Thursday, January 4, 2018

Planes, Trains, and Automobiles

Road Trippin’
with Steve McCarthy

It’s been a busy few months, what with the holidays and my Mom’s health issues. She needed a lower ball joint replaced and then a valve job. Both went exceedingly well, and coupled with her 90th birthday (!!!) we took three trips to the Pacific Northwest in December! WHEW! 

Happy 90th! 

Well, to be honest, Marianne took one on her own, flying. We drove up and back, then took the Amtrak for another. So, a side by side comparison is inevitable. Here goes.
Who? Me? Nah, I wouldn't...

Planes: Constant reader will know of my detestation of modern commercial aviation. It has nothing to do with a fear of flying. I understand(more or less) and have faith in the basic physics involved. It’s the total lack of comfort and customer service, added to the delights of the TSA making us safe from Evil Personified at the expense of all personal privacy that bugs me. Still, Jet Blue is a decent airline. Marianne’s trip was uneventful going up, but coming back? SeaTac, the only airport of any size up there, is a nightmare. 

Getting to and from Olympia involves, on a good day, a one hour drive each way. Note, “ON A GOOD DAY.” When there is ONLY one freeway, ANY screw up (like the train wreck that closed it for 2 days) or bad weather (which is the norm), things easily get tied into knots. Then there’s the inconvenience if someone is picking you up. An hour up, an hour back, then on the return, another hour up and hour back. Hell, LAX isn’t that much trouble. And the fares for a Super Shuttle are far cheaper. Plus, we have the luxury of FOUR choices. LAX, Ontario, Burbank, and Long Beach. All but LAX are 30-45 minutes from our house. 

But it’s only a 2 hour flight. Remember, that doesn’t include time to and from the airport, AND the amount of time you have to be in the airport waiting to be groped by the TSA. So, it’s closer to 6 hours for everyone involved. Unless it’s snowing at SeaTac and they have to dig out the deicing equipment, and wake up the only guy who knows how to use it. Yeah, coming home, Marianne’s departure was delayed FIVE HOURS! Now, I DO have to say, SeaTac is a more pleasant airport than LAX (hell, I bet East Overshoe, Montana International is nicer) but you’re still at the mercy of price gouging food and beverage vendors for the sustenance you won’t get on a plane. So, her “two hour flight” was more like 15 hours up and back.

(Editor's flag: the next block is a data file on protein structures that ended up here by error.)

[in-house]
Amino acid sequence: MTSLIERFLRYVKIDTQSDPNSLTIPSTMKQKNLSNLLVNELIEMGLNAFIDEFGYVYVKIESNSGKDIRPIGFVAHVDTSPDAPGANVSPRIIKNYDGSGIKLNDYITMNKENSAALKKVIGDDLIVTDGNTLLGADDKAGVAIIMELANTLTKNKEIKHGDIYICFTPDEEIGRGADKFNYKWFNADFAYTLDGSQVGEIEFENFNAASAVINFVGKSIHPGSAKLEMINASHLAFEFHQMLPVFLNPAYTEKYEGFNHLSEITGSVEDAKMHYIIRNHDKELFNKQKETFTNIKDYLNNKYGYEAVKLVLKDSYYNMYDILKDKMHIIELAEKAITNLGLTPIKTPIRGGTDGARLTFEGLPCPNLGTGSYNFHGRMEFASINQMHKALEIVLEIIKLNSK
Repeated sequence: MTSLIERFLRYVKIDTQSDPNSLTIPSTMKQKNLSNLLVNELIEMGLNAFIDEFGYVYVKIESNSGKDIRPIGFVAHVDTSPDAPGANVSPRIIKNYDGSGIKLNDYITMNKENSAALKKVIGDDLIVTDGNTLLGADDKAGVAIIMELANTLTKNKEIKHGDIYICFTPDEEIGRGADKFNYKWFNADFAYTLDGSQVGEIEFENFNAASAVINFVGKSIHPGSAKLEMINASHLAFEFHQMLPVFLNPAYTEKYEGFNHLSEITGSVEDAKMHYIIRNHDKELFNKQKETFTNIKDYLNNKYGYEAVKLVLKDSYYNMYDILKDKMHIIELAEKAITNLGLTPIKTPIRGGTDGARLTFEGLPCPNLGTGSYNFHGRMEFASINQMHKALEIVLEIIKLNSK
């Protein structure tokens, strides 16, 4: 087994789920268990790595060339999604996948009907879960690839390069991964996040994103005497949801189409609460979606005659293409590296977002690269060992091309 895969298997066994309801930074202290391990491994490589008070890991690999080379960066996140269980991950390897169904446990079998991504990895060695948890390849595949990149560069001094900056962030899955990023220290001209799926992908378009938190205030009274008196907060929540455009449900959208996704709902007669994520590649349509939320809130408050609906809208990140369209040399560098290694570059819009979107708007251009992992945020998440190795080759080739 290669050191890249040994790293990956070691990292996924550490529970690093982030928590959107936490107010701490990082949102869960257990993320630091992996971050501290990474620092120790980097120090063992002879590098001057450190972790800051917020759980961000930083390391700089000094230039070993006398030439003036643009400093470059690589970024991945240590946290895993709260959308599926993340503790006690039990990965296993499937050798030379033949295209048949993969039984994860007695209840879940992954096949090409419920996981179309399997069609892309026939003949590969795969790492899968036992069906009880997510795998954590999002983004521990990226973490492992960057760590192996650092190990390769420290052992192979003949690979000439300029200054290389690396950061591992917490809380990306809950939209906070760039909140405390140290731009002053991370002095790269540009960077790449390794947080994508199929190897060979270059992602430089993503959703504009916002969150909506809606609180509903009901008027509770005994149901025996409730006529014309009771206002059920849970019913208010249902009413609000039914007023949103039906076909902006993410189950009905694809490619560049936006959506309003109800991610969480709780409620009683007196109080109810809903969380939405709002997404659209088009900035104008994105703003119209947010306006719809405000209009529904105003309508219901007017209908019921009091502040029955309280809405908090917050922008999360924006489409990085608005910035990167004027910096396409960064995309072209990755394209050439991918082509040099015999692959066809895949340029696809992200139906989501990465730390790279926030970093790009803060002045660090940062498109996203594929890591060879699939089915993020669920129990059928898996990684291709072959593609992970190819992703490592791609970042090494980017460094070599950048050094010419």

Dunsmuir, CA
So, let’s compare it to the Road Trip we took the next week when we found out Mom would need a heart valve replaced. We took three days to get up and three to get back, Stopped in Gilroy (because of COURSE we took 101, why not if you’re gonna take three days?), then Medford, OR, then Oly on the way up. We saw great scenery, ate lunch at Bob’s Well Bread Bakery in Los Alamos, and dinner at the Old City Hall Restaurant in Gilroy (GARLIC on everything, of course), and slept in a nice EconoLodge there. Day Two, we hit the I-5 north from Sacramento (nowhere near as dreary as the section south to LA) and ate a great meal in Dunsmuir at the  Wheelhouse next to the rail yard (excellent home made chicken pot pie), shopped in a great antiques store, the Brown Trout which was next door (an added weird feature is a clear panel in the floorboard that allows you to see the rushing water of Dunsmuir’s famous underground springs. Allegedly the Best Water in California). We stopped at the America’s Best Value in Medford (a decent enough place) and found the Four Daughters’ Irish Pub for good food and Guinness! Breakfast the next morning was in Canyonville,OR at Pappy Morgan’s. One of the largest pancakes on the planet.